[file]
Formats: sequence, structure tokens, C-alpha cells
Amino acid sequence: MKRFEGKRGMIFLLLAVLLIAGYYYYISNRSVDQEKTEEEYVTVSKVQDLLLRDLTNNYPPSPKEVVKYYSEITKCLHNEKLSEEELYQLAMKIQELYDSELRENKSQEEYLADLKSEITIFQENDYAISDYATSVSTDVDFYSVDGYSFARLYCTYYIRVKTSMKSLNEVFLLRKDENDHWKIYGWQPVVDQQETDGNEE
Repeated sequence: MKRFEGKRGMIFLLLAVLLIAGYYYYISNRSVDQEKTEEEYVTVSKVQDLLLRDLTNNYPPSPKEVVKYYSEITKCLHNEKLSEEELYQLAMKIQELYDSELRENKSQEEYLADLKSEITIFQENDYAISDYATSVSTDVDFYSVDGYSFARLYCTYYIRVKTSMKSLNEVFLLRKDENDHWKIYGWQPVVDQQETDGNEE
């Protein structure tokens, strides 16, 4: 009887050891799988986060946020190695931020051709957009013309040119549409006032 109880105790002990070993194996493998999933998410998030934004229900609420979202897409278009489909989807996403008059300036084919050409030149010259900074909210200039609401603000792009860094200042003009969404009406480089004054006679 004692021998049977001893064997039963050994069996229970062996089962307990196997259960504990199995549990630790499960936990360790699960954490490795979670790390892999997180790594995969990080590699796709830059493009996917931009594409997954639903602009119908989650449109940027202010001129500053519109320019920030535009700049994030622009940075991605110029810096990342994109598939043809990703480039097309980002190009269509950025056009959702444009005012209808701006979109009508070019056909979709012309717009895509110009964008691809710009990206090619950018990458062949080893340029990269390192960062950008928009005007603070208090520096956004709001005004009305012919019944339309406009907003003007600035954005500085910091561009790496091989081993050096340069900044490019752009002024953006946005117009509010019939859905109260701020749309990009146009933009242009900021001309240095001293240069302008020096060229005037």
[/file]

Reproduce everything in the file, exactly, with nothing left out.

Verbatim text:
Formats: sequence, structure tokens, C-alpha cells
Amino acid sequence: MKRFEGKRGMIFLLLAVLLIAGYYYYISNRSVDQEKTEEEYVTVSKVQDLLLRDLTNNYPPSPKEVVKYYSEITKCLHNEKLSEEELYQLAMKIQELYDSELRENKSQEEYLADLKSEITIFQENDYAISDYATSVSTDVDFYSVDGYSFARLYCTYYIRVKTSMKSLNEVFLLRKDENDHWKIYGWQPVVDQQETDGNEE
Repeated sequence: MKRFEGKRGMIFLLLAVLLIAGYYYYISNRSVDQEKTEEEYVTVSKVQDLLLRDLTNNYPPSPKEVVKYYSEITKCLHNEKLSEEELYQLAMKIQELYDSELRENKSQEEYLADLKSEITIFQENDYAISDYATSVSTDVDFYSVDGYSFARLYCTYYIRVKTSMKSLNEVFLLRKDENDHWKIYGWQPVVDQQETDGNEE
């Protein structure tokens, strides 16, 4: 009887050891799988986060946020190695931020051709957009013309040119549409006032 109880105790002990070993194996493998999933998410998030934004229900609420979202897409278009489909989807996403008059300036084919050409030149010259900074909210200039609401603000792009860094200042003009969404009406480089004054006679 004692021998049977001893064997039963050994069996229970062996089962307990196997259960504990199995549990630790499960936990360790699960954490490795979670790390892999997180790594995969990080590699796709830059493009996917931009594409997954639903602009119908989650449109940027202010001129500053519109320019920030535009700049994030622009940075991605110029810096990342994109598939043809990703480039097309980002190009269509950025056009959702444009005012209808701006979109009508070019056909979709012309717009895509110009964008691809710009990206090619950018990458062949080893340029990269390192960062950008928009005007603070208090520096956004709001005004009305012919019944339309406009907003003007600035954005500085910091561009790496091989081993050096340069900044490019752009002024953006946005117009509010019939859905109260701020749309990009146009933009242009900021001309240095001293240069302008020096060229005037």